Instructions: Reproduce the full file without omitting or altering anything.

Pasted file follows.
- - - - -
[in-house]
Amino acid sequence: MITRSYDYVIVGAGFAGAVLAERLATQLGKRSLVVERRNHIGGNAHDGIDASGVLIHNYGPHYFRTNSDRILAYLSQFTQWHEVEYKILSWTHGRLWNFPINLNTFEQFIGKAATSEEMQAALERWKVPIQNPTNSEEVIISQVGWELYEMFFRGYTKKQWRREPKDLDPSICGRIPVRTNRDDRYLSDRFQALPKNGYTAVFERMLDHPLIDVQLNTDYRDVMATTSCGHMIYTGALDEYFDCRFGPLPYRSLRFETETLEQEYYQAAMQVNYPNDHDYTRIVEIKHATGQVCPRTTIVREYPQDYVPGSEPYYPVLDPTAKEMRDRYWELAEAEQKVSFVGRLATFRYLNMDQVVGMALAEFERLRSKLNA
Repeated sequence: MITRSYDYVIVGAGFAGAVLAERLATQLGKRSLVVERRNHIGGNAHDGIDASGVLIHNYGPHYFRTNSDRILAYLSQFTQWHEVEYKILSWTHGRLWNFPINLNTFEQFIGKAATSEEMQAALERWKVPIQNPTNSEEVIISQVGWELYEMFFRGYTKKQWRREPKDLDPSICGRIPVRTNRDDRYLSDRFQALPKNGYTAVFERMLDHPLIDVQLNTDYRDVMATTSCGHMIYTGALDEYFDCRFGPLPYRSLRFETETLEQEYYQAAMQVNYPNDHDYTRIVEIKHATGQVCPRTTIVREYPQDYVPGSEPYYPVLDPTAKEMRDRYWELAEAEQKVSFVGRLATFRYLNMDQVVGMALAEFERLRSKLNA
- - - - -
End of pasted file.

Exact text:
[in-house]
Amino acid sequence: MITRSYDYVIVGAGFAGAVLAERLATQLGKRSLVVERRNHIGGNAHDGIDASGVLIHNYGPHYFRTNSDRILAYLSQFTQWHEVEYKILSWTHGRLWNFPINLNTFEQFIGKAATSEEMQAALERWKVPIQNPTNSEEVIISQVGWELYEMFFRGYTKKQWRREPKDLDPSICGRIPVRTNRDDRYLSDRFQALPKNGYTAVFERMLDHPLIDVQLNTDYRDVMATTSCGHMIYTGALDEYFDCRFGPLPYRSLRFETETLEQEYYQAAMQVNYPNDHDYTRIVEIKHATGQVCPRTTIVREYPQDYVPGSEPYYPVLDPTAKEMRDRYWELAEAEQKVSFVGRLATFRYLNMDQVVGMALAEFERLRSKLNA
Repeated sequence: MITRSYDYVIVGAGFAGAVLAERLATQLGKRSLVVERRNHIGGNAHDGIDASGVLIHNYGPHYFRTNSDRILAYLSQFTQWHEVEYKILSWTHGRLWNFPINLNTFEQFIGKAATSEEMQAALERWKVPIQNPTNSEEVIISQVGWELYEMFFRGYTKKQWRREPKDLDPSICGRIPVRTNRDDRYLSDRFQALPKNGYTAVFERMLDHPLIDVQLNTDYRDVMATTSCGHMIYTGALDEYFDCRFGPLPYRSLRFETETLEQEYYQAAMQVNYPNDHDYTRIVEIKHATGQVCPRTTIVREYPQDYVPGSEPYYPVLDPTAKEMRDRYWELAEAEQKVSFVGRLATFRYLNMDQVVGMALAEFERLRSKLNA